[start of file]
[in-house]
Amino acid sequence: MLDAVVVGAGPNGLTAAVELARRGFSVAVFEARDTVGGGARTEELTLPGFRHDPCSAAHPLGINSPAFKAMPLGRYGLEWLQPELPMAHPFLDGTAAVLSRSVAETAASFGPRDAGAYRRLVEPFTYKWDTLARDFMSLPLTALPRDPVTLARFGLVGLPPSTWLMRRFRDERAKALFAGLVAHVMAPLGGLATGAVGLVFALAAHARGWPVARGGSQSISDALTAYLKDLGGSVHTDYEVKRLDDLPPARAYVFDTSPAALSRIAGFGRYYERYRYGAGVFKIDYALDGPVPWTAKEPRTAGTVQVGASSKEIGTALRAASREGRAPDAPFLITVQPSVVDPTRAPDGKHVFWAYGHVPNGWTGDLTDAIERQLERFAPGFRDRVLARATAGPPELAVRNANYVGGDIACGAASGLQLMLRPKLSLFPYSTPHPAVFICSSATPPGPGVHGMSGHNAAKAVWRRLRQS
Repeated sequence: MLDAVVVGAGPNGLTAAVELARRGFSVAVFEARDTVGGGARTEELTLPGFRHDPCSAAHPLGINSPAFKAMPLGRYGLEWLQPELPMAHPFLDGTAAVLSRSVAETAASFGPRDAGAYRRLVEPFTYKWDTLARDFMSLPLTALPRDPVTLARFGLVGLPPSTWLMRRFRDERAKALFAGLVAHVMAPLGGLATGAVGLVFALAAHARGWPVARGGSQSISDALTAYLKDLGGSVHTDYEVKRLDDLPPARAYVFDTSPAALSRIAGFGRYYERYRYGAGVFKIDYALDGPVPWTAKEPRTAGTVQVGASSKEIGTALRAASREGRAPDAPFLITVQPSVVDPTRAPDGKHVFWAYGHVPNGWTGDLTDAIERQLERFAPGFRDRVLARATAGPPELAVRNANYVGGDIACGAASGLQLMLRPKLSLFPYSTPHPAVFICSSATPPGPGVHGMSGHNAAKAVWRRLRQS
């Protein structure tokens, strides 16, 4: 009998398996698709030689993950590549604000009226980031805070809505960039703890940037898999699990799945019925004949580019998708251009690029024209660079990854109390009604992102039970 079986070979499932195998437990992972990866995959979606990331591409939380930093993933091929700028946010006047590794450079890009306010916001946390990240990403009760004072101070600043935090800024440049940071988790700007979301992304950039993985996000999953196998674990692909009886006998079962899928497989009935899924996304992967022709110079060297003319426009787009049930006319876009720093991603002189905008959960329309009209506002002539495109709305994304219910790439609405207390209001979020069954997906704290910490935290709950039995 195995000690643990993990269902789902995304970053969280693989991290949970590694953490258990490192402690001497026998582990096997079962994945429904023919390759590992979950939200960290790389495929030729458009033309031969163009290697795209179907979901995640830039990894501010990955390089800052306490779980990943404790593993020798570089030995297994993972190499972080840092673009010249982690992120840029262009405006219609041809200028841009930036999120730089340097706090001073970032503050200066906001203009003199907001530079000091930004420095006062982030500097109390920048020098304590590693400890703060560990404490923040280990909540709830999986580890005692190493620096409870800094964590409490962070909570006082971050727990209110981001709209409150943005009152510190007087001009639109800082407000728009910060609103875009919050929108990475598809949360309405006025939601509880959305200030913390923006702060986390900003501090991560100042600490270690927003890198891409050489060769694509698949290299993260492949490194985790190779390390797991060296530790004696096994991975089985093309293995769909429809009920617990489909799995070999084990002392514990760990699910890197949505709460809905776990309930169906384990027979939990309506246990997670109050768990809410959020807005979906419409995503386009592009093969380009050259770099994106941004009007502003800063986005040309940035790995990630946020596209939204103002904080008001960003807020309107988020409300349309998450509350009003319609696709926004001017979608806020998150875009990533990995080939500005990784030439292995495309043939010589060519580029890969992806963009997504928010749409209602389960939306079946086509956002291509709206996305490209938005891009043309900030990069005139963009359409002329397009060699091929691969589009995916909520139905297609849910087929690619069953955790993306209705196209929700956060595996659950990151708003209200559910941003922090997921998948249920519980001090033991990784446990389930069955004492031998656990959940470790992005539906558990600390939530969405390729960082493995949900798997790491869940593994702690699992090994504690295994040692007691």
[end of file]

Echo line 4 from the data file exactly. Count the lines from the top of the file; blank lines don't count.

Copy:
């Protein structure tokens, strides 16, 4: 009998398996698709030689993950590549604000009226980031805070809505960039703890940037898999699990799945019925004949580019998708251009690029024209660079990854109390009604992102039970 079986070979499932195998437990992972990866995959979606990331591409939380930093993933091929700028946010006047590794450079890009306010916001946390990240990403009760004072101070600043935090800024440049940071988790700007979301992304950039993985996000999953196998674990692909009886006998079962899928497989009935899924996304992967022709110079060297003319426009787009049930006319876009720093991603002189905008959960329309009209506002002539495109709305994304219910790439609405207390209001979020069954997906704290910490935290709950039995 195995000690643990993990269902789902995304970053969280693989991290949970590694953490258990490192402690001497026998582990096997079962994945429904023919390759590992979950939200960290790389495929030729458009033309031969163009290697795209179907979901995640830039990894501010990955390089800052306490779980990943404790593993020798570089030995297994993972190499972080840092673009010249982690992120840029262009405006219609041809200028841009930036999120730089340097706090001073970032503050200066906001203009003199907001530079000091930004420095006062982030500097109390920048020098304590590693400890703060560990404490923040280990909540709830999986580890005692190493620096409870800094964590409490962070909570006082971050727990209110981001709209409150943005009152510190007087001009639109800082407000728009910060609103875009919050929108990475598809949360309405006025939601509880959305200030913390923006702060986390900003501090991560100042600490270690927003890198891409050489060769694509698949290299993260492949490194985790190779390390797991060296530790004696096994991975089985093309293995769909429809009920617990489909799995070999084990002392514990760990699910890197949505709460809905776990309930169906384990027979939990309506246990997670109050768990809410959020807005979906419409995503386009592009093969380009050259770099994106941004009007502003800063986005040309940035790995990630946020596209939204103002904080008001960003807020309107988020409300349309998450509350009003319609696709926004001017979608806020998150875009990533990995080939500005990784030439292995495309043939010589060519580029890969992806963009997504928010749409209602389960939306079946086509956002291509709206996305490209938005891009043309900030990069005139963009359409002329397009060699091929691969589009995916909520139905297609849910087929690619069953955790993306209705196209929700956060595996659950990151708003209200559910941003922090997921998948249920519980001090033991990784446990389930069955004492031998656990959940470790992005539906558990600390939530969405390729960082493995949900798997790491869940593994702690699992090994504690295994040692007691």